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  1. #1

    Default EDC first aid kits

    If this is in the wrong forum, Mods please move. This is in response to Mr. Suarez's post on EDC Tourniquets. What is the recommended EDC first aid kit? I know there are a ton of options, but looking for what's worked, what hasn't, etc.

    Thanks!

    Michael

  2. #2
    Join Date
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    I will let GREG & SUA elaborate but my .02 is here. I do see two levels and two applications.

    Levels are

    ON YOUR PERSON (I think in urban America there are limits to what most people with real lives and real jobs can carry)
    IN YOUR VEHICLE/OFFICE

    Applications are

    URBAN where EMS system is functional and available...and close by.
    RURAL where its you for the next few days only

    What I have with me at a business dinner wearing a suit will not be the same as if I am in the woods thirty miles into a sixty mile trek.
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  3. #3
    Join Date
    Mar 2013
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    My EDC first aid kit consists of my brain and a TQ. On a regular basis I feel comfortable having a dedicated way to stop a bad bleed (TQ), and relying on improvisation for pressure dressings, etc... I don't see a need to have more on my person.

    My car kit includes a trauma kit:

    - shears
    - multiple ABD pads
    - multiple CAT TQs
    - multiple SWAT TQs / pressure dressing
    - multiple large rolls of gauze

    and a boo-boo kit:

    - bandaids
    - ibuprofen
    - 2x2 gauze squares

    If I go on a short hike or something that kit comes with me in a backpack.

  4. #4
    Consider carrying aspirin for treatment of suspected cardiac issues.

    Some 911 systems will actually ask if there's any aspirin at the scene, and then go through a checklist to determine if it should be administered.

    Absent any such direction, patient is to chew (not swallow) one 325 mg tablet (the regular adult size) or four 81 mg tablets. Allergy to aspirin, active GI bleed, or pregnancy are contraindications.

    It's awesome that people are finally carrying tourniquets but a lot more folks die of heart attacks than of hemorrhage.

  5. #5
    Join Date
    May 2014
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    I keep 2 maxi pads in the same pocket as my tourniquet. They work well and dont take up much room.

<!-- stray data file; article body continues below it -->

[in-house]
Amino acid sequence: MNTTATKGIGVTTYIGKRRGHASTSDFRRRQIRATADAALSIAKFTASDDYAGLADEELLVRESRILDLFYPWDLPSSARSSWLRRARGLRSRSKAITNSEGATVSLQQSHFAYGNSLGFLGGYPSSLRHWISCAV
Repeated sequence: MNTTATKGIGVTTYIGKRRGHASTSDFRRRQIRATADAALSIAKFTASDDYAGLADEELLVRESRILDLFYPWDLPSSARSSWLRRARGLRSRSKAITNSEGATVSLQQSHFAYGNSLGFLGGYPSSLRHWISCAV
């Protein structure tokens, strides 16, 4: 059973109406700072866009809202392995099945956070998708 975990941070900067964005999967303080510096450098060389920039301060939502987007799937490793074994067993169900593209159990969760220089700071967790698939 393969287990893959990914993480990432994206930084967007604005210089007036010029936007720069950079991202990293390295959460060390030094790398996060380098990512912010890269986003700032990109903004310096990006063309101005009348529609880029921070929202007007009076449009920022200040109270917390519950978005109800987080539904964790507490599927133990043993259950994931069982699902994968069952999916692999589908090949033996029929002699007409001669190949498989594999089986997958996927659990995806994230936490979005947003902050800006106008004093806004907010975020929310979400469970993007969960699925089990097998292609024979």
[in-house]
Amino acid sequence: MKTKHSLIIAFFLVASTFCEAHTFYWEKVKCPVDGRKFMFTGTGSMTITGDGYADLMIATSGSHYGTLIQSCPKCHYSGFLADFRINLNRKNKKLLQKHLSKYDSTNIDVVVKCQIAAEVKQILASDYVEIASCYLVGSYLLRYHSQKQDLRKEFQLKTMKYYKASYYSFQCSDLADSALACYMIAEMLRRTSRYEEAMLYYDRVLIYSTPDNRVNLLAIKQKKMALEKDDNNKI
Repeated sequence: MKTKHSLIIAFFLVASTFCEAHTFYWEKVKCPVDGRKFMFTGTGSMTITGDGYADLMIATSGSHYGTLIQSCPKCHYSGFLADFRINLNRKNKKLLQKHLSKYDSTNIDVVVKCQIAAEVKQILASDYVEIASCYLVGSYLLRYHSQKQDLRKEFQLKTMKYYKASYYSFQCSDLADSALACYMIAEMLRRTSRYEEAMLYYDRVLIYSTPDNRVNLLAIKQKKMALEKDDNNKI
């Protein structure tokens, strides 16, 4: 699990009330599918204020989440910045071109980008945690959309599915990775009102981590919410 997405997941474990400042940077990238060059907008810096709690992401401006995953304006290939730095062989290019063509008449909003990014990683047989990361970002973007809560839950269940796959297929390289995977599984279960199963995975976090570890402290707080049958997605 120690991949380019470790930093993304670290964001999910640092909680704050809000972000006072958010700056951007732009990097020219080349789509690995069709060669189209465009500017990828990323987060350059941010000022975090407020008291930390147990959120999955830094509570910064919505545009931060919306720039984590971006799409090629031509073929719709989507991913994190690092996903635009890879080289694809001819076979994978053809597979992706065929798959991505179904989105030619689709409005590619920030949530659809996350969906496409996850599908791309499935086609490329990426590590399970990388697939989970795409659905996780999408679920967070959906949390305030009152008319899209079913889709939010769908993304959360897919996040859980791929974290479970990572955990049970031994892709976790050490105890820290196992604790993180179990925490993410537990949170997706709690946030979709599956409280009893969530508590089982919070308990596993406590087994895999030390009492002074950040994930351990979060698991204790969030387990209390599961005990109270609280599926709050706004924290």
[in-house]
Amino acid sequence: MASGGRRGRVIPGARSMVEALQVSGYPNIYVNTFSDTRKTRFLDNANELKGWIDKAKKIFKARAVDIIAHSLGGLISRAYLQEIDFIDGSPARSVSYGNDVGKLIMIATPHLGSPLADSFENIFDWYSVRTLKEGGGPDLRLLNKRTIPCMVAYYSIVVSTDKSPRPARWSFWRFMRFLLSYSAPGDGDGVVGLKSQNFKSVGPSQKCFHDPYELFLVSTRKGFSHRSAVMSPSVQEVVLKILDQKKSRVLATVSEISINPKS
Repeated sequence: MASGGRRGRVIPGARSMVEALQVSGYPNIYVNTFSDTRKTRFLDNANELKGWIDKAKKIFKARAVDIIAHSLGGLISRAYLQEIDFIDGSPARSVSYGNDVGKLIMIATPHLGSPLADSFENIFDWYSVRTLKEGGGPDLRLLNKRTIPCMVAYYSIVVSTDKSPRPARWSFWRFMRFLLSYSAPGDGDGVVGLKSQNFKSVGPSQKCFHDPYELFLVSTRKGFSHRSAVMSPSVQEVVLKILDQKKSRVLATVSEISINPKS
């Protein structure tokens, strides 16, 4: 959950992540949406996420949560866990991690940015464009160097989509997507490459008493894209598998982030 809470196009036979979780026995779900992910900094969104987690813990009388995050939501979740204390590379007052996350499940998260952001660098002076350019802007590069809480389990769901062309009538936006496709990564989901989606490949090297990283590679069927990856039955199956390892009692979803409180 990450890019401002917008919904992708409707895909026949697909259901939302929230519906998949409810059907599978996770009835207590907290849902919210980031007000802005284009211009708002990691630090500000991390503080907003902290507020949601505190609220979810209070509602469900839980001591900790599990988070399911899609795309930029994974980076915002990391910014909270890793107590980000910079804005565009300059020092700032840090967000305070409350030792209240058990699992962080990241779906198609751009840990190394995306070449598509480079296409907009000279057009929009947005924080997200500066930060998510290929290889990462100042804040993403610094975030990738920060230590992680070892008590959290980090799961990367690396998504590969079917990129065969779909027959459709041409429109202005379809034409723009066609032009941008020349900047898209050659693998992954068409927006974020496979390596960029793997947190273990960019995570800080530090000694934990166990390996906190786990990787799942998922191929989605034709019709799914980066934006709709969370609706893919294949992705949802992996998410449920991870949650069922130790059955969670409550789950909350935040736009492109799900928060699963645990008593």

6. #6
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    Quote Originally Posted by HeavySmoke View Post
    I keep 2 maxi pads in the same pocket as my tourniquet. They work well and dont take up much room.
    You want to soak up blood? Sounds like the tampon issue to me. Good for soaking up, not good for saving lives.
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  7. #7
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    Quote Originally Posted by Brightlightman View Post
    You want to soak up blood? Sounds like the tampon issue to me. Good for soaking up, not good for saving lives.
    We have been over that shit how many times now since 200-f*cking-three???
    Gabriel Suarez

    Turning Lambs into Lions Since 1995

    Suarez International USA Headquarters

  8. #8
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    Personally I don't carry much on my person. In general I can manage nearly any injury with improvised things. I do keep a TQ in my motorcycle jacket, and in each of my vehicles I keep a good bleeder kit. TQ, Nasal Airway, pressure dressing, gauze, cravat, sealed in an air tight package.
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  9. #9
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    A TQ and a bandanna are all I carry on my person. I'm seldom very far from a laptop bag or other bag that has more extensive trauma supplies.

    My TQ situation is exactly what Gabe described in the blog. I carry a RAT on my person because it fits in this sleeve-like pocket in my normal pants that a CAT won't fit in; then most of the TQs in the various bags are CATs.
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  10. #10
    A simple way to think about medical gear is First Line, Second Line, Third Line.

    First Line being things that you have on your person, daily, at all times. First Line medical is tough. A RATs in the back pocket or a CAT around your ankle under your bootcut pants is about as much as most people can realistically carry.

    Second Line would be your go to, fast grab stuff. This would be an IFAK that you have in your backpack, briefcase, whatever. An IFAK usually has: TQ, curlex gauze, hemostatics, NPA, shears, some nitrile gloves (at least three pairs: one for you, one for your helper, one set of spares), some tape, a permanent marker. A really moto kit might have needle-D and an occlusive dressing / chest seal. Mostly, you'll be using shears, gauze, and TQ. A wise man carries a booboo kit in there, too, with bandaids, nail clippers, some ibuprofen & aspirin, a bit of bactine, some vasoline, and a bit of duct tape rolled around a hunk of card.

    Third Line would be a full on aid bag stowed in your vehicle. This is something that takes training and a serious sense of purpose to manage, so I'll leave this to other, more educated users.
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